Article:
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HARVARD BLUES

What students at the world’s top-ranked business school think it’s doing wrong

Reuters/Adam Hunger
Not all happy customers.
This article is more than 2 years old.

Harvard’s business school might be the most prestigious in the world, and it certainly has a daunting list of prominent alumni. Even so, it turns out some students aren’t completely happy with the experience and education they get there.

A survey by the school’s student newspaper, the Harbus, of about 100 students found that a surprising number wouldn’t suggest that a friend or colleague attend.

Students were asked to rate how likely they would be to recommend the school from one to 10.  The school had a net promoter rating of 51, calculated by totaling the scores of promoters (scores of nine and 10) and subtracting the totaled scores of detractors (scores of one to six.) The Harbus also published the full spreadsheet of responses.

The students seemed to be having a pretty good experience themselves, and many were extremely positive in their comments: ”I absolutely love the school,” one student wrote in response to a survey question. “I feel like I am getting a management education every day just by observing how the school runs itself.”

The most common rating was a 10, by a substantial margin. And statistical career outcomes are pretty good, to say the least: Three years out, the school’s graduates out-earn those of any other business program, averaging $179,910.

But a few things came up often enough to seem like legitimate problems for the revered institution. Many cite the program’s expense as an issue, unsurprising when tuition alone comes to $58,875. Other complaints are about the instruction and culture of the school.

We reached out to HBS for a comment on the survey, but didn’t hear back. We’ll update if get a response.

The culture

While many mentioned their classmates as a highlight, others described an atmosphere that makes people “incredibly insensitive.” A particularly damning comment:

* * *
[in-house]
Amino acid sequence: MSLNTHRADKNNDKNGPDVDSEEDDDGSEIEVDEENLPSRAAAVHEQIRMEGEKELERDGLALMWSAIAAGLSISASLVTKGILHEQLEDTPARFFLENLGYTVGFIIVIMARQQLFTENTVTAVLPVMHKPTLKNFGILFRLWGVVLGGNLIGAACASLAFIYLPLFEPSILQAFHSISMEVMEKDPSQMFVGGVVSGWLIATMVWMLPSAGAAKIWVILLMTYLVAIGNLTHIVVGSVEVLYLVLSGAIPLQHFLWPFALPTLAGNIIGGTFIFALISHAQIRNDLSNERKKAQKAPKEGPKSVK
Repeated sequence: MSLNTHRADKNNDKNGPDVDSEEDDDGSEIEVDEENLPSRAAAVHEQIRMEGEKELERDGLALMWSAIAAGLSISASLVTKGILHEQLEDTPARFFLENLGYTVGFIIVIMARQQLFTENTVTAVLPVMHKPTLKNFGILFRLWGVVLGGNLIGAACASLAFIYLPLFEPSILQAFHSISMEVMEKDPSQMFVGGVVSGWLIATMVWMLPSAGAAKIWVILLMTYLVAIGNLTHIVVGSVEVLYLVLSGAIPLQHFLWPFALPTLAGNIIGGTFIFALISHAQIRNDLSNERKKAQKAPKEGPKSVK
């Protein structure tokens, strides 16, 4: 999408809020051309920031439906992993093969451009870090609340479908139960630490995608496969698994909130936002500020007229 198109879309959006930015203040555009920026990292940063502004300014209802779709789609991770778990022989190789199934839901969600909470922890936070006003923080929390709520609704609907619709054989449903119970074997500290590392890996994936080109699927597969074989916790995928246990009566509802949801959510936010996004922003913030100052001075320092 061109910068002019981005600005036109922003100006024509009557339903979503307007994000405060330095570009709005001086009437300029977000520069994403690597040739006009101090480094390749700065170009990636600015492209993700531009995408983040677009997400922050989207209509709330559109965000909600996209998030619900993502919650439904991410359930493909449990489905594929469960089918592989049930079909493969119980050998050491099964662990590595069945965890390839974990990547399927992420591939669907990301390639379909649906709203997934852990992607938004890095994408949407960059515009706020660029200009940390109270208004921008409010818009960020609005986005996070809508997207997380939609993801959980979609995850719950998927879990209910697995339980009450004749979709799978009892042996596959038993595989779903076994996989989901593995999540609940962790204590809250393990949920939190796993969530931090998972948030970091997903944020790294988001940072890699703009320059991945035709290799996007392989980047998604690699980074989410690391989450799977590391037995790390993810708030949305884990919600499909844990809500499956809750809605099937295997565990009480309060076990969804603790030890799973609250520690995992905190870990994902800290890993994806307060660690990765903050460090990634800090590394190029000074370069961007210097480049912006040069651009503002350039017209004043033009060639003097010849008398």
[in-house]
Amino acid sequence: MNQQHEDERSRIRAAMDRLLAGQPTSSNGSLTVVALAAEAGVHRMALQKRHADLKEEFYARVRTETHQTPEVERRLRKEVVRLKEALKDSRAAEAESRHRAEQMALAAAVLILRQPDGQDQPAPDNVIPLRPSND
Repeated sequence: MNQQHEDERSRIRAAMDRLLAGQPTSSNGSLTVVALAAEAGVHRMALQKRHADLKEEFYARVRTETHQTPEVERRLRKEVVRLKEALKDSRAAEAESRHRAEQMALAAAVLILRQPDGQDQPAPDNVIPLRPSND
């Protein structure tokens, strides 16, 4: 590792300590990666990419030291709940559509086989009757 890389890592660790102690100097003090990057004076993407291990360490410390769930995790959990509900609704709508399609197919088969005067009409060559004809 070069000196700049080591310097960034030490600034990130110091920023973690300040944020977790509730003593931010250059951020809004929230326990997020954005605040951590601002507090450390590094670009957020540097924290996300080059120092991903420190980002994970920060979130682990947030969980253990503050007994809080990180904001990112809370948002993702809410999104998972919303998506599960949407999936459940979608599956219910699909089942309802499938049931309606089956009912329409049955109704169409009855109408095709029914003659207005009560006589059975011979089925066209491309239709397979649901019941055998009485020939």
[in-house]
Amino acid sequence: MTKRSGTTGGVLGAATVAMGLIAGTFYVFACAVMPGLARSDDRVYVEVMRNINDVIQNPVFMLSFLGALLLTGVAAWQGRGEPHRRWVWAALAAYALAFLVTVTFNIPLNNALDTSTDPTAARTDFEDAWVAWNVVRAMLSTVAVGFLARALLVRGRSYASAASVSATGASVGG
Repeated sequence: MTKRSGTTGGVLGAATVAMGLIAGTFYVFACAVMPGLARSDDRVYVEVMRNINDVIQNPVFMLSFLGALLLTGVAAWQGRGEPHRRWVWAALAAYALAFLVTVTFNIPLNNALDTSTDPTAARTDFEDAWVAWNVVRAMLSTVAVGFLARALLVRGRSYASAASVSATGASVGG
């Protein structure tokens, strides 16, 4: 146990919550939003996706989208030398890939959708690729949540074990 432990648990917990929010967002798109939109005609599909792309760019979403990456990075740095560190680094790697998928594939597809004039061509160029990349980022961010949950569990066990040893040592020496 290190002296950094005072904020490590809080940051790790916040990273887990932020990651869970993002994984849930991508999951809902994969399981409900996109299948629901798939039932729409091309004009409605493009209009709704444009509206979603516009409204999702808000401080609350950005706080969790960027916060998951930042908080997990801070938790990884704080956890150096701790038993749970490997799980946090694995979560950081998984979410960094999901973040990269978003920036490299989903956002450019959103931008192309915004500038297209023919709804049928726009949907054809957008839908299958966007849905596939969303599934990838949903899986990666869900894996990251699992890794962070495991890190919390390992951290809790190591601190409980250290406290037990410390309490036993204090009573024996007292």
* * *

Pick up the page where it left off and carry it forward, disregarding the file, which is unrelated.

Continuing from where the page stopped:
It’s like high school. A lot of people are fake and arrogant. I feel like HBS has turned me into a person that I don’t recognize and don’t like.

Others confirmed some of the manifestations of the class divide at the school that were detailed in a New York Times piece on a secret society of wealthy students known as “Section X” (paywall): especially, that the school’s social life is centered around expensive, booze-laden events and extravagant trips.

Finance and consulting pressure

Students also described pressure to stay on mainstream tracks at the business school. ”It sucks to be different here,” one student wrote. “If you don’t want to go into consulting or finance, go to Stanford.”

This was one of a number of students who had a negative experience in pursuing a career outside of what has long been the post popular track at Harvard. It’s worth noting that both fields have declined somewhat as a career choice since a peak of 65% of the class in 2008. But still, they’re up from last year, and students seem to feel pressure to conform.

Academic complaints

You wouldn’t expect to hear complaints about a lack of rigor from one of the most difficult schools in the world to get into. But such complaints were surprisingly common.

“Make academics more rigorous,” one student wrote. “People are simply here for a vacation, which really makes me feel sorry for all those people who wanted to get in but could not.”

Others expressed a desire for higher level quantitative course options, or more specialized training in career fields.

Of course, any institution is going to see criticism in an anonymous survey, and HBS should be heartened by the praise its students offered as well. But there are clearly areas to improve.

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